Multiple agency relationship

Episode 43: Among The Predators – The 6 Principles For Navigating Multiple Agency Relationships

It’s probably one of the most stressful parts of the job of the digital strategist; namely navigating an ecosystem of multiple agencies all executing work on behalf of the client. Under the wrong set of circumstances it can be wasteful, counterproductive, bureaucratic and frustrating. But when it is done well, it can be enormously rewarding and productive. Here’s your guide to surviving and even thriving in this type of an environment.

Let’s get this out of the way first. A client does not appoint a new agency because everything is awesome. New agencies are brought in because something is broken or isn’t working as well as it should. This can even be because the existing agencies have grown tired and complacent, if not entirely incompetent. That means that the new agency is disrupting an environment that is already stressed due to a lack of alignment or performance. Also, recognize that the new agency is not filling a literal void. It is taking the place of someone else, no matter how imperfectly they were occupying it. This makes any incumbent agencies extremely nervous and defensive.

Also recognize that from the moment you enter this relationship, there is someone else that is constantly looking for ways to replace you. This can be one of the incumbent agencies, or it could be someone entirely new.

What type of problems can manifest in this environment? First, there is the lack of transparency of data. Because people feel threatened, it means that they protect access to data. After all, the person that controls the data also controls the narrative. In a data driven exercise like digital marketing, this is one of the most valuable assets.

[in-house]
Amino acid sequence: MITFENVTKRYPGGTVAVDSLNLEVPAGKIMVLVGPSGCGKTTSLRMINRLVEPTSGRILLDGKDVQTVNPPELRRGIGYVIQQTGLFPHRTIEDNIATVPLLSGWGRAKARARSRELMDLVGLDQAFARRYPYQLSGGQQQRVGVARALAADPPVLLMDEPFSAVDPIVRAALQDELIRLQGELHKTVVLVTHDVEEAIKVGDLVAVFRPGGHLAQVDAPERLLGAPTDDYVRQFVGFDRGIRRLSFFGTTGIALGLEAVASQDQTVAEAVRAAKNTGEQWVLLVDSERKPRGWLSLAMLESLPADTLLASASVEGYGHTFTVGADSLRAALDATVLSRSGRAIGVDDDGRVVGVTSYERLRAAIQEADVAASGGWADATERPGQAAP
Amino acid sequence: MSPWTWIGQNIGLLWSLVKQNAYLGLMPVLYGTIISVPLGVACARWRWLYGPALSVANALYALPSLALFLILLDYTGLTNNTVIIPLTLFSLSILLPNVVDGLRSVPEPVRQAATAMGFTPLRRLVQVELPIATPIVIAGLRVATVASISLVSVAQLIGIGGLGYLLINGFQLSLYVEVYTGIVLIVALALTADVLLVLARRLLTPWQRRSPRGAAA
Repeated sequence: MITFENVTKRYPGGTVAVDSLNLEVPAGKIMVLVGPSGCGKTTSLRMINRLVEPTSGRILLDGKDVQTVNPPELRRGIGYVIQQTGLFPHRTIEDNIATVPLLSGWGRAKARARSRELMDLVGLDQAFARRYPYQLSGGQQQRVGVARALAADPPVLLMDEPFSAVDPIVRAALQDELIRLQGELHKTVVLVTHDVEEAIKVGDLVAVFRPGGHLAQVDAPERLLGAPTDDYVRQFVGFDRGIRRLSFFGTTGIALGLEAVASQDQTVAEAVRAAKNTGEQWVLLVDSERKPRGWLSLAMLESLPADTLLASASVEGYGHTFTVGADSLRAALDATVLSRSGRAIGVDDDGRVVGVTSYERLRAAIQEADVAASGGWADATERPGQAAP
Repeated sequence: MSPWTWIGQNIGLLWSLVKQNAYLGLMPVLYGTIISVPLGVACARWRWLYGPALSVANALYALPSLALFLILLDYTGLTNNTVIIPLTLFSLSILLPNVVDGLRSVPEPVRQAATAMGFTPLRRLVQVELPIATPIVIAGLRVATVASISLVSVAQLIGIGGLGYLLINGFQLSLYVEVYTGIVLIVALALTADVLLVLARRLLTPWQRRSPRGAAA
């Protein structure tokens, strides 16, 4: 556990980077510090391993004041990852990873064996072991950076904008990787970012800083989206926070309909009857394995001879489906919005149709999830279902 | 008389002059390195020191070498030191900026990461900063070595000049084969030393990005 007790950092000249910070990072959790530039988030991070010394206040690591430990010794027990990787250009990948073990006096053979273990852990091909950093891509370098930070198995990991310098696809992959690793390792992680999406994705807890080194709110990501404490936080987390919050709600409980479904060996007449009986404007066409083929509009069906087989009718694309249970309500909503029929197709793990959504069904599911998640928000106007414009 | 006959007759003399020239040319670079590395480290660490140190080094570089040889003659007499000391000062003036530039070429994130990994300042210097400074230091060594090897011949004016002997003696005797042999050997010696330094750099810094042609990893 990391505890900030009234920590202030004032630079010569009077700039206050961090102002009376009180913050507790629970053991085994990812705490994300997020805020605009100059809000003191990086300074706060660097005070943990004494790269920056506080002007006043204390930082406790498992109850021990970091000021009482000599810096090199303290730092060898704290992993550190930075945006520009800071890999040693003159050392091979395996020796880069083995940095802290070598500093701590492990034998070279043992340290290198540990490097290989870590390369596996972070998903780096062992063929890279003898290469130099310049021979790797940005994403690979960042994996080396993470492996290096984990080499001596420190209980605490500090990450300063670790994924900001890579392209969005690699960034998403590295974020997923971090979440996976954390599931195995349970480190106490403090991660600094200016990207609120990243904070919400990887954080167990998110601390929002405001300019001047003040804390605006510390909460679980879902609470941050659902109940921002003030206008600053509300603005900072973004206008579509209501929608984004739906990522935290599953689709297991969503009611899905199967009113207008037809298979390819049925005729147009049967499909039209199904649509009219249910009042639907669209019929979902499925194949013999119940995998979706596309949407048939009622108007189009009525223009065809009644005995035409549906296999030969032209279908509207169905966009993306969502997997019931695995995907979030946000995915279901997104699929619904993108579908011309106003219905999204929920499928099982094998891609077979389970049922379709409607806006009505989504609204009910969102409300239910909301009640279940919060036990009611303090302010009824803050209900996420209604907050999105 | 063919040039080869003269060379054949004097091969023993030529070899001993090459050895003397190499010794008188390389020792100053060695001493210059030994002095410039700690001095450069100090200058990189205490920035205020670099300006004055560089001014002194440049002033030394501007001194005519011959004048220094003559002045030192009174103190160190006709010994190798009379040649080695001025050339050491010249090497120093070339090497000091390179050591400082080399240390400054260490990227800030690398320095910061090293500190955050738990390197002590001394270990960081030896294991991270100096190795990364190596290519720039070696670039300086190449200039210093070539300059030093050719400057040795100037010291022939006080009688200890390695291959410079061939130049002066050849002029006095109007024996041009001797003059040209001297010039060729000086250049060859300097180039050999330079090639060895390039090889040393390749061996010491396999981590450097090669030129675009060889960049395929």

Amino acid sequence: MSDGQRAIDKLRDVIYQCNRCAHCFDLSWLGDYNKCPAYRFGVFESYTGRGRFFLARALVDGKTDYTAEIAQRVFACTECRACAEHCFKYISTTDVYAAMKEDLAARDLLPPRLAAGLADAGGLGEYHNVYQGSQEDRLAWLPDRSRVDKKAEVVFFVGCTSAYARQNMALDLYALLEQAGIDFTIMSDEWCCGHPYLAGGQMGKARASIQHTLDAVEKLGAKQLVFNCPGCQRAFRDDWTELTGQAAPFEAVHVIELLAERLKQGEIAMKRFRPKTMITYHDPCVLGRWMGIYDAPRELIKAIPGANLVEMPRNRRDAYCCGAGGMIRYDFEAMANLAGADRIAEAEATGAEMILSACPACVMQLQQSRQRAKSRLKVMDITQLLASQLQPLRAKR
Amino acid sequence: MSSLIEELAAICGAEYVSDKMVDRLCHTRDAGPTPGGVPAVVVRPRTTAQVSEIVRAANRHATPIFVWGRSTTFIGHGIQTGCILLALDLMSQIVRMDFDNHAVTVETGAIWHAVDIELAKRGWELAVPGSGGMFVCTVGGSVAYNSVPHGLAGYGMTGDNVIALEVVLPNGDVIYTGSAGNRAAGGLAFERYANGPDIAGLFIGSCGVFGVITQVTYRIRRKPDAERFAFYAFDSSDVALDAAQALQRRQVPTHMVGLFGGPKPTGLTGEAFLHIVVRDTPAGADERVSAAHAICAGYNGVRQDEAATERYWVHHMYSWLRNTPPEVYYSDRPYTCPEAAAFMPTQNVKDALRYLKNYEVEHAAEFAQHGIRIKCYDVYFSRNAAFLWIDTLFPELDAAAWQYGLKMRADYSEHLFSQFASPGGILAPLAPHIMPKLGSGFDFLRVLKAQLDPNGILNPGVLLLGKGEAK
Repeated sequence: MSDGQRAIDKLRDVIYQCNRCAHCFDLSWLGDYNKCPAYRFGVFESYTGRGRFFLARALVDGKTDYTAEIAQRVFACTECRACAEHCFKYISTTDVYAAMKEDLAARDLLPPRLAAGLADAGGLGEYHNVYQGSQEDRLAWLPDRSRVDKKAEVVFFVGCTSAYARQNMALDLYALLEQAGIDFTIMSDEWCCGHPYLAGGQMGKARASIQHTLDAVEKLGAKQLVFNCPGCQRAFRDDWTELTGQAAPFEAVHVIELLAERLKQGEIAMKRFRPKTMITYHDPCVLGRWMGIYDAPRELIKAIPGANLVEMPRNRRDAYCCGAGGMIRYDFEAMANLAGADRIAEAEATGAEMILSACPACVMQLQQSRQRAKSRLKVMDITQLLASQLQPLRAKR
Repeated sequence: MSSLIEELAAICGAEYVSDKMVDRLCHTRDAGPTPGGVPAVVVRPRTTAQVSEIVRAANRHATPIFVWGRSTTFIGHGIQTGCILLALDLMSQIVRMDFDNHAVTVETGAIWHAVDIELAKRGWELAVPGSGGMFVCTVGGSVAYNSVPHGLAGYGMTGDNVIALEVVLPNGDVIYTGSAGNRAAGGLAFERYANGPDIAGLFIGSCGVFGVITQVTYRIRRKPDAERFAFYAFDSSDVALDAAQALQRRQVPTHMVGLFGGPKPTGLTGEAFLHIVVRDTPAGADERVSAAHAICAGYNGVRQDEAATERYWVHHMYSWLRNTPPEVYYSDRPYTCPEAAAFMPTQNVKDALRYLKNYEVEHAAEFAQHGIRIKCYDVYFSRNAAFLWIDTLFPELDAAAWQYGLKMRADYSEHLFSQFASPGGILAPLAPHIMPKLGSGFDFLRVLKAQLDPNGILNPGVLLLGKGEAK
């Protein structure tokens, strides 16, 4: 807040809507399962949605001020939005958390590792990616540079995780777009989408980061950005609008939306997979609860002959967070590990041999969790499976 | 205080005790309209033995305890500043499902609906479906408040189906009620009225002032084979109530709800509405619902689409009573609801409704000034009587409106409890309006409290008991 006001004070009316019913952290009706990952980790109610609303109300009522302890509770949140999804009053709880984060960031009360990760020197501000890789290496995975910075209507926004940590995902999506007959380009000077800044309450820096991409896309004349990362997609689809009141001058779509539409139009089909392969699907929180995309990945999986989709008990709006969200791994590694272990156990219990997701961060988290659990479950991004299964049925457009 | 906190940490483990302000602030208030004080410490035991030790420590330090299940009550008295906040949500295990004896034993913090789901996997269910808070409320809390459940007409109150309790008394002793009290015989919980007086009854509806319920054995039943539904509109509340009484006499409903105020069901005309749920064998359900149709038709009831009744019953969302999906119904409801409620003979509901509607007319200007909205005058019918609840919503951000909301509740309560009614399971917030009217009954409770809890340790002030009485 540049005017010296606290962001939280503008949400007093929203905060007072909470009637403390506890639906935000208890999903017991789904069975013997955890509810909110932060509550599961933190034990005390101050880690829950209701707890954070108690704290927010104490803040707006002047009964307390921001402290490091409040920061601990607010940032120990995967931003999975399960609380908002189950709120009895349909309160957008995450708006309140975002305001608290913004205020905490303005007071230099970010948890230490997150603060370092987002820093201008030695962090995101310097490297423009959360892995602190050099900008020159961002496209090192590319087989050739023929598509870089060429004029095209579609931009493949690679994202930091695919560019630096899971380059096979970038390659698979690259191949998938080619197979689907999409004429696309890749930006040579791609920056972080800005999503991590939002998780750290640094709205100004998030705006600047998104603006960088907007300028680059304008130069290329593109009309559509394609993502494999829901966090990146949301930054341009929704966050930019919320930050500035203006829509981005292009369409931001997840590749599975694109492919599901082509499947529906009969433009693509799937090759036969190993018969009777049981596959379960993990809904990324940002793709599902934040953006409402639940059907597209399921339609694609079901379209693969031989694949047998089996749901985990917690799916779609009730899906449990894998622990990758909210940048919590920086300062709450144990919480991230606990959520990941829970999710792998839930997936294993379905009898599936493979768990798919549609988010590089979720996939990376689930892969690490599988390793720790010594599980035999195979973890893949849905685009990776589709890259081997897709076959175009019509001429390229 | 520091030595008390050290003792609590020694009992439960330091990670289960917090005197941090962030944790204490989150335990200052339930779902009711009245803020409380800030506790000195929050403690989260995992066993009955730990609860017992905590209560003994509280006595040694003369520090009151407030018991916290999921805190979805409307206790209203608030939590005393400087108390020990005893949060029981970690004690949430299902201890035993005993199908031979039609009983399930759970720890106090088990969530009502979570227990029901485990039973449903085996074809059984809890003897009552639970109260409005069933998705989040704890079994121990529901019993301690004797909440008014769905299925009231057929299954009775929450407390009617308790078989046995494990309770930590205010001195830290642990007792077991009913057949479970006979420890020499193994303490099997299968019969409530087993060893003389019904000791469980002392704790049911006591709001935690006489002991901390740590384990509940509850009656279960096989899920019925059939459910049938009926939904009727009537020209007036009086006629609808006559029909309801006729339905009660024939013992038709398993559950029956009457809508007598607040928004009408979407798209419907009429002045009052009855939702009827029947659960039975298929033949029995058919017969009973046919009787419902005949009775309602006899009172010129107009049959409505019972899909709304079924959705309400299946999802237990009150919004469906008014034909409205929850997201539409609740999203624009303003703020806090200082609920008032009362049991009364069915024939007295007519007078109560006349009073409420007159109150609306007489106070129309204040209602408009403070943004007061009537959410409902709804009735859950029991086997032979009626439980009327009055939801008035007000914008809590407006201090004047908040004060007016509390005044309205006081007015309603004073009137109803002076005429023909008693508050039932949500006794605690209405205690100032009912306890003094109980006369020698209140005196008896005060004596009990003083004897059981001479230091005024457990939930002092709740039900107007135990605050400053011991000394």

The second issue is that the best or most disruptive ideas are not given a fair chance to succeed. In a lot of instances, the idea is multi-disciplinary in nature. When different agencies control different channels, they can implement their respective sections in a half-hearted way, either slowing down implementation or compromising results.

The third issue is speed. Getting everyone aligned around ideas or implementation takes more time than just doing it yourself. Again, this can lead to partial implementation or deep inefficiency.

So what are your options? One option that many clients opt for, precisely to avoid these stresses, is to assign a conglomerate as agency of record. While this reduces the inter-agency friction, you end up in a situation where you aren’t enjoying the best of breed ideas and results that niche independent agencies bring.

Assuming the client has made the right decision and brought in multiple agencies, here’s the 6 principles for navigating multiple agency relationships.

The first principle is to remember who you work for. This isn’t your agency, it’s the client, and their respective clients. Always reminding yourself of this fact will drive you to do the right thing and to constantly find ways to innovate and deliver value. It will also force you to act selflessly, offering insights or support that either reinforce the ideas of others or helps them to succeed. This does not go unnoticed, and the fact that this is a fairly unusual approach in these types of relationships makes it memorable.